In German:

In the Ukrainian language:

People listen "Shchedryk" of Leontovych among the whole world before Christmas under the name "Carol the Bells".

American singer of Ukrainian descent Kvitka (Kasey) Cisyk "Oh, top my, top"

In 2019, a mural with Kvitka Tsisyk appeared in Ivano-Frankivsk.

"Oh, on the mountain the Reapers are reaping" a Cossack-historical song that originated in the second half of the XVII century (Hetman Doroshenko's time). Modern-day singer Jerry Heil sang this song, and the title sounds "Oh, the Muscovites are waiting on the mountain."

"Oh, the Muscovite is waiting on the mountain" Jerry Heil.

There are more than half a million Ukrainian folk songs have been recorded. No nation in history has had so many songs that the people have created independently.

Ukrainian beliefs

It is believed that the spirits of all people living and dead flock to their families for the Holy Supper on Christmas Eve, so they prepare tableware at the table.

To die for Ukraine is to live forever.
The will of the people, the will of man.


The elements of rituals, particularly the wedding ceremony and its stages, are pictured in the works of Ukrainian literature, e.g., "Natalka Poltavka", "The Courtship at Goncharivka", "Nazar Stodolya".

The celebration of the holiday "Ivan Kupala" is also reflected widely. On this magical July night, young people look for fernns bloom and believe in its miraculous properties.
Girls and boys also jump through fire because they believe fire has a cleansing power and cleanses from evil.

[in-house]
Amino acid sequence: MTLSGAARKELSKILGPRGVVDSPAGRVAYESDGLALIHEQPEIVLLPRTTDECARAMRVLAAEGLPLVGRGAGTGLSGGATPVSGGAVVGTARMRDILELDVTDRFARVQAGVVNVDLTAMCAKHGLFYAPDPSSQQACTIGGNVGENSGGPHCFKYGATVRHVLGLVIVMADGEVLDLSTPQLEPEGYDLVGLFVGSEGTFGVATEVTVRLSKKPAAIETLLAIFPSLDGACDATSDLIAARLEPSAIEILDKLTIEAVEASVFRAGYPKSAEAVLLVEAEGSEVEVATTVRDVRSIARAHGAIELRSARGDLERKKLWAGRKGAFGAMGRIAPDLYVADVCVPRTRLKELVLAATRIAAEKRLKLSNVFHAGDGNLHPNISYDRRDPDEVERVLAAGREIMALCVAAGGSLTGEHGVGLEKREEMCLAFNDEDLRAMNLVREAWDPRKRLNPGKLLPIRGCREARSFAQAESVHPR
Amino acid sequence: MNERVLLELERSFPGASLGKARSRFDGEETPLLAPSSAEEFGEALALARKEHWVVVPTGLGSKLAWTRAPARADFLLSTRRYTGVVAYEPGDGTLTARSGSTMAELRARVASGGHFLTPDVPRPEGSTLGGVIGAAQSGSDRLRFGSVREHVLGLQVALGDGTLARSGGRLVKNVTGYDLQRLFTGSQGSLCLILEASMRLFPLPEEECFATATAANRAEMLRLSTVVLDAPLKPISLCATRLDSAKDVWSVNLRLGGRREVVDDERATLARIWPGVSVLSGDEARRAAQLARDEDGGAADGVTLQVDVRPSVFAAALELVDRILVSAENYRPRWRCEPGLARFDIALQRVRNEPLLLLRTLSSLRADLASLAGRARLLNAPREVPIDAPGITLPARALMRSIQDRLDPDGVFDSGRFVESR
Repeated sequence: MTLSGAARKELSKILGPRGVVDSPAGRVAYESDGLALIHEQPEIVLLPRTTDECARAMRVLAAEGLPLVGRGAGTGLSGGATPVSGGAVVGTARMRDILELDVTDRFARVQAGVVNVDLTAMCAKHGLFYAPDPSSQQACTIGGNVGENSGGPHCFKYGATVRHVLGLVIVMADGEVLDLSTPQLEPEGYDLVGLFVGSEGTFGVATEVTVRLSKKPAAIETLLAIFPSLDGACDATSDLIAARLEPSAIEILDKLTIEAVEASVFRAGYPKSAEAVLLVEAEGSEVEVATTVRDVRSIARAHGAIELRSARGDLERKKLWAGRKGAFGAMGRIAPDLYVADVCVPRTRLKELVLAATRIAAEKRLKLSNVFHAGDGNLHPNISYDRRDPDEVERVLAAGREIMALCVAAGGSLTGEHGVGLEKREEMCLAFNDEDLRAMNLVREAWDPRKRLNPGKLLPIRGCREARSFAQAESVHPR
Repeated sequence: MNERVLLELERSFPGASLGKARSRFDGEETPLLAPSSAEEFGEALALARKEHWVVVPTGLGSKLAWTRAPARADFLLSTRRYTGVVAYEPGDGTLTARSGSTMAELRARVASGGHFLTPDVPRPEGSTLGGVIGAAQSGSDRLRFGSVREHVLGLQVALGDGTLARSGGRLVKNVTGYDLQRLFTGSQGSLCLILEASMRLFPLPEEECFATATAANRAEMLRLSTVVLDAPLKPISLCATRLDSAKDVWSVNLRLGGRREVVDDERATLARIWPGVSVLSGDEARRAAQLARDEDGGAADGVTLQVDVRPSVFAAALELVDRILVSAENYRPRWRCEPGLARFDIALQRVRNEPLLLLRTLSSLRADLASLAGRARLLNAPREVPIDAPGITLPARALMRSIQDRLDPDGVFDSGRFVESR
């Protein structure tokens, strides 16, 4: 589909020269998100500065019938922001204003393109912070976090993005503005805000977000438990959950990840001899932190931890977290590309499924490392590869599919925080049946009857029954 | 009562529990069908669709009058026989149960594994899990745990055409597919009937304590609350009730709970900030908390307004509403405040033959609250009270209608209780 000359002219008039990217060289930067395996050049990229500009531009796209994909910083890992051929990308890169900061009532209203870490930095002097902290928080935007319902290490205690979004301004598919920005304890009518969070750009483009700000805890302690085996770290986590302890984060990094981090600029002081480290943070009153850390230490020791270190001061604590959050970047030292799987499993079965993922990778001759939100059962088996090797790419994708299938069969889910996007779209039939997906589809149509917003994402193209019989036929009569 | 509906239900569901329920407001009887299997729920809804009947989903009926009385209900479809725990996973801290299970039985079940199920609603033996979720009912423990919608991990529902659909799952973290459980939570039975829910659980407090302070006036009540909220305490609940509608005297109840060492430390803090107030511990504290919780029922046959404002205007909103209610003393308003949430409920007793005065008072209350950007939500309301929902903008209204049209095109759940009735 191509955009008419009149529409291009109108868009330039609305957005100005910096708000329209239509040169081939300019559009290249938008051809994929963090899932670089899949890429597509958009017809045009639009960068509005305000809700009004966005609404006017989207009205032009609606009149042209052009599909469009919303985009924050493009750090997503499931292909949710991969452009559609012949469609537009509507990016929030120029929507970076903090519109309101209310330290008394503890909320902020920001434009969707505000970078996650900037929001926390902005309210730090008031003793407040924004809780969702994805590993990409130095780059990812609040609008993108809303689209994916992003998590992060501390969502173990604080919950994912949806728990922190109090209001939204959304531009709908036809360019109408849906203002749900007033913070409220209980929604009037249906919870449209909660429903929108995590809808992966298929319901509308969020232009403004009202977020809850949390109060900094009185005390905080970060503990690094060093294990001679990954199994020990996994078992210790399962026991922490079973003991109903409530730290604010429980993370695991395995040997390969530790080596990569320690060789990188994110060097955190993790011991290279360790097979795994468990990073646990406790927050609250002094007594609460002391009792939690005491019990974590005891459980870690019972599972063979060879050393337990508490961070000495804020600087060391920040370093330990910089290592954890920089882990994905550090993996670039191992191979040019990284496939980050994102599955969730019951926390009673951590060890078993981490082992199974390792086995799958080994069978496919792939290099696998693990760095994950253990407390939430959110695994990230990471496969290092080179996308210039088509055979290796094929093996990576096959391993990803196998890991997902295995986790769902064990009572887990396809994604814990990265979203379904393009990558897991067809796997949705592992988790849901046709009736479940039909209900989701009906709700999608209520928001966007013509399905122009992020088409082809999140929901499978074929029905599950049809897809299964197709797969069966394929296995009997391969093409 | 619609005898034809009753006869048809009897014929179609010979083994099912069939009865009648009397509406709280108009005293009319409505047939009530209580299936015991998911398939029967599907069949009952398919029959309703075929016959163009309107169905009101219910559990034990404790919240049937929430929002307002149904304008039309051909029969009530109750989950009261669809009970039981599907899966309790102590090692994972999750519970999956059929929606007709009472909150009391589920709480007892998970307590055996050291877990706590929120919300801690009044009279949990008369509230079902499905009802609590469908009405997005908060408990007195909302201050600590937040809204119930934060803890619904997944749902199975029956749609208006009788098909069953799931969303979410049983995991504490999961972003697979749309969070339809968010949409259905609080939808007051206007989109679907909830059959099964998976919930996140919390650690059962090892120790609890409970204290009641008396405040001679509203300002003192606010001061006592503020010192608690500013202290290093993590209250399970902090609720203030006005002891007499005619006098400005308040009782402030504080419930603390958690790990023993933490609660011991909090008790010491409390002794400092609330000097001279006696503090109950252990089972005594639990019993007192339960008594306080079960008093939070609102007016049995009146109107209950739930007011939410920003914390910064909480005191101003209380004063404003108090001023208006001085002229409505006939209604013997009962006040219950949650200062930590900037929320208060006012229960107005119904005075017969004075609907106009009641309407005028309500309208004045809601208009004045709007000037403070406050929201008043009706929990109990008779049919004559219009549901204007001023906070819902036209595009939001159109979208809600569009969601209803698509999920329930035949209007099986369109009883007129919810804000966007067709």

The girls guess for the destined, make wreaths, throw them into the water and collect potions. There are also mystical images of mavkys, waterfowl, chuhaysters, and mermaids. Werewolves are often mentioned in oral folklore, aiming to scare children.

Forest nymphs are mythical creatures. Those are the souls of drowned women and girls who died unbaptized and were transformed into mavkys, according to the folk-belief. The conception of forest nymphs so coming from the Carpathians.
Mavka has no back so you can see her internals from behind.

Poterchata is a mythological way to call children who died unbaptized.

Despite being under occupation, and carving up the land between empires, Ukrainians have not lost their identity. After all, traditions, customs, and oral folk art continue to be passed down from generation to generation. The strongest nation in the world that has survived and continues to stand.

Our heroism, courage, and endurance can be traced by examples from fairy tales, beliefs, songs, and customs. Ukrainians are taught from childhood to be brave by reading Ukrainian folk tales where good defeats evil, where we are educated on how to be fair and to act in good conscience.
From these tales, both children and adults learn morals and lessons for later life.

Courage is not in words, courage in deeds is about Ukrainians. When we wear an embroidered shirt, sing "The glory and freedom of Ukraine have not yet perished" or recite the poem "Love Ukraine" in the basement during shootings or air strikes. The talks about courage should begin with such things.

How to be brave like Ukraine? How to be brave like Ukraine? How to be brave like Ukraine? How to be brave like Ukraine? How to be brave like Ukraine? How to be brave like Ukraine? How to be brave like Ukraine? How to be brave like Ukraine? How to be brave like Ukraine?
How to be brave like Ukraine? How to be brave like Ukraine? How to be brave like Ukraine? How to be brave like Ukraine? How to be brave like Ukraine? How to be brave like Ukraine? How to be brave like Ukraine? How to be brave like Ukraine? How to be brave like Ukraine?

It is to sing your national songsn the most difficult times. And also to involve children in the history of their own country through folk art.

Lesson 9

Symbols of Ukraine

Lesson 9